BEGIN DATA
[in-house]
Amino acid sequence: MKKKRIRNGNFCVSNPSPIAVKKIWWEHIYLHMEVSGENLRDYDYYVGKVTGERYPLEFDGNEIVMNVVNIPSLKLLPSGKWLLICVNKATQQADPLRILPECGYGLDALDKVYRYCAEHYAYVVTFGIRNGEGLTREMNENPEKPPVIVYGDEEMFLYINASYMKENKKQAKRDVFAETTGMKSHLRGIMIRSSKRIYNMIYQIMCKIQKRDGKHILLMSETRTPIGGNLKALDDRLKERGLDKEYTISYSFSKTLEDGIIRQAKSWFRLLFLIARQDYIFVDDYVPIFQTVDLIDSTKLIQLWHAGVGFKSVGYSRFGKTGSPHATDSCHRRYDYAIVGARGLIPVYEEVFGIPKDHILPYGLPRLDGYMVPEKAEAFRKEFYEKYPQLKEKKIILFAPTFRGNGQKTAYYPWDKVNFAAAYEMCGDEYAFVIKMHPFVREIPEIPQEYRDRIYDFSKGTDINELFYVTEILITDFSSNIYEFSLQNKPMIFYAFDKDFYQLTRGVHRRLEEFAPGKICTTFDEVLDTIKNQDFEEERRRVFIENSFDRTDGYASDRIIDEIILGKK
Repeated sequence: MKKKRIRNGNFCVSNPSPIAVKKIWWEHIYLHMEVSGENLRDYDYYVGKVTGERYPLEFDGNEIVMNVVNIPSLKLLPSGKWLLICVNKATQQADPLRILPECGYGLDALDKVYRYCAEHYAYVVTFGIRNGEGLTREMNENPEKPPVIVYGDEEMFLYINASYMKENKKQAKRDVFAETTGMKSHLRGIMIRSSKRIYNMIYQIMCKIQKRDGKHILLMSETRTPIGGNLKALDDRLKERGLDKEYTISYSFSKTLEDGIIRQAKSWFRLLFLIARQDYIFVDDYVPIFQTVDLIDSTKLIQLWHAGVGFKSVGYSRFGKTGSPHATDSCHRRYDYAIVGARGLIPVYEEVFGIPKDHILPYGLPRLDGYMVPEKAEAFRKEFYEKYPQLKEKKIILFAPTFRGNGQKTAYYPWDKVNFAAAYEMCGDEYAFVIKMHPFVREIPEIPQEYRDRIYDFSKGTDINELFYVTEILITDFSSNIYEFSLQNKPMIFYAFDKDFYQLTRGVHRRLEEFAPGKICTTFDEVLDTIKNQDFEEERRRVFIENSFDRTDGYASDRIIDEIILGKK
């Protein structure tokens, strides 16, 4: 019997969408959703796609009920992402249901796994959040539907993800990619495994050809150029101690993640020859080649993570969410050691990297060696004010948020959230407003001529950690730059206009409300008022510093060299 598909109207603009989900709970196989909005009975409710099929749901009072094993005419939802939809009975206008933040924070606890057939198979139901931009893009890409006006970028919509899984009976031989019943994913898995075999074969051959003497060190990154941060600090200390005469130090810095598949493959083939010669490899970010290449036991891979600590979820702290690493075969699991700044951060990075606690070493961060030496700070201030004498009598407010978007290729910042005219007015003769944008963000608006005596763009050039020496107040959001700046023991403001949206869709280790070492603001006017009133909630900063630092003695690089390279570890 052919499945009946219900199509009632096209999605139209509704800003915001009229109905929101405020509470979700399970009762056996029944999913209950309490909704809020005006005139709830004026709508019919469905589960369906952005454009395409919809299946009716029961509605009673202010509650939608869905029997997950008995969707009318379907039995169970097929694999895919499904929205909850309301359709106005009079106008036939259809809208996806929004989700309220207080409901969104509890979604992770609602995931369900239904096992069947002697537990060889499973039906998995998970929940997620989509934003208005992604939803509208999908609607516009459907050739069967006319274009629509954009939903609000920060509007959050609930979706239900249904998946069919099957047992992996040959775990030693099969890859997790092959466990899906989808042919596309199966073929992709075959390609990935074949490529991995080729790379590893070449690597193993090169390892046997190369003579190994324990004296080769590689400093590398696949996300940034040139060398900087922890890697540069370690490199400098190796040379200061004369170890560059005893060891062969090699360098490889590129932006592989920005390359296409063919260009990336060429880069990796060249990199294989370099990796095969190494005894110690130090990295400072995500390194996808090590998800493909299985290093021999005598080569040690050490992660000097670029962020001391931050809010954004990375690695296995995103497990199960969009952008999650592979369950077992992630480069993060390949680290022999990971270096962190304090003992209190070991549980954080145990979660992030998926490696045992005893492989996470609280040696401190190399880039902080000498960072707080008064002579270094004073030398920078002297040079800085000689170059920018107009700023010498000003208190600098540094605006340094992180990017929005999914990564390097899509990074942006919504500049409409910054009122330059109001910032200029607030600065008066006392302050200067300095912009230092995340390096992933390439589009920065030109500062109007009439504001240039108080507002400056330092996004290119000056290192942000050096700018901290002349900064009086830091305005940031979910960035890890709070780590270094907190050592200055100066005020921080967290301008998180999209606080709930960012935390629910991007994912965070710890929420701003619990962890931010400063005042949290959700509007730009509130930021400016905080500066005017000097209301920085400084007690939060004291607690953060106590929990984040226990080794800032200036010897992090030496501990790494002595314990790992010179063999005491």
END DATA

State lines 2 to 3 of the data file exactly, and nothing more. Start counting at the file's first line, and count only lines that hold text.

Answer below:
Amino acid sequence: MKKKRIRNGNFCVSNPSPIAVKKIWWEHIYLHMEVSGENLRDYDYYVGKVTGERYPLEFDGNEIVMNVVNIPSLKLLPSGKWLLICVNKATQQADPLRILPECGYGLDALDKVYRYCAEHYAYVVTFGIRNGEGLTREMNENPEKPPVIVYGDEEMFLYINASYMKENKKQAKRDVFAETTGMKSHLRGIMIRSSKRIYNMIYQIMCKIQKRDGKHILLMSETRTPIGGNLKALDDRLKERGLDKEYTISYSFSKTLEDGIIRQAKSWFRLLFLIARQDYIFVDDYVPIFQTVDLIDSTKLIQLWHAGVGFKSVGYSRFGKTGSPHATDSCHRRYDYAIVGARGLIPVYEEVFGIPKDHILPYGLPRLDGYMVPEKAEAFRKEFYEKYPQLKEKKIILFAPTFRGNGQKTAYYPWDKVNFAAAYEMCGDEYAFVIKMHPFVREIPEIPQEYRDRIYDFSKGTDINELFYVTEILITDFSSNIYEFSLQNKPMIFYAFDKDFYQLTRGVHRRLEEFAPGKICTTFDEVLDTIKNQDFEEERRRVFIENSFDRTDGYASDRIIDEIILGKK
Repeated sequence: MKKKRIRNGNFCVSNPSPIAVKKIWWEHIYLHMEVSGENLRDYDYYVGKVTGERYPLEFDGNEIVMNVVNIPSLKLLPSGKWLLICVNKATQQADPLRILPECGYGLDALDKVYRYCAEHYAYVVTFGIRNGEGLTREMNENPEKPPVIVYGDEEMFLYINASYMKENKKQAKRDVFAETTGMKSHLRGIMIRSSKRIYNMIYQIMCKIQKRDGKHILLMSETRTPIGGNLKALDDRLKERGLDKEYTISYSFSKTLEDGIIRQAKSWFRLLFLIARQDYIFVDDYVPIFQTVDLIDSTKLIQLWHAGVGFKSVGYSRFGKTGSPHATDSCHRRYDYAIVGARGLIPVYEEVFGIPKDHILPYGLPRLDGYMVPEKAEAFRKEFYEKYPQLKEKKIILFAPTFRGNGQKTAYYPWDKVNFAAAYEMCGDEYAFVIKMHPFVREIPEIPQEYRDRIYDFSKGTDINELFYVTEILITDFSSNIYEFSLQNKPMIFYAFDKDFYQLTRGVHRRLEEFAPGKICTTFDEVLDTIKNQDFEEERRRVFIENSFDRTDGYASDRIIDEIILGKK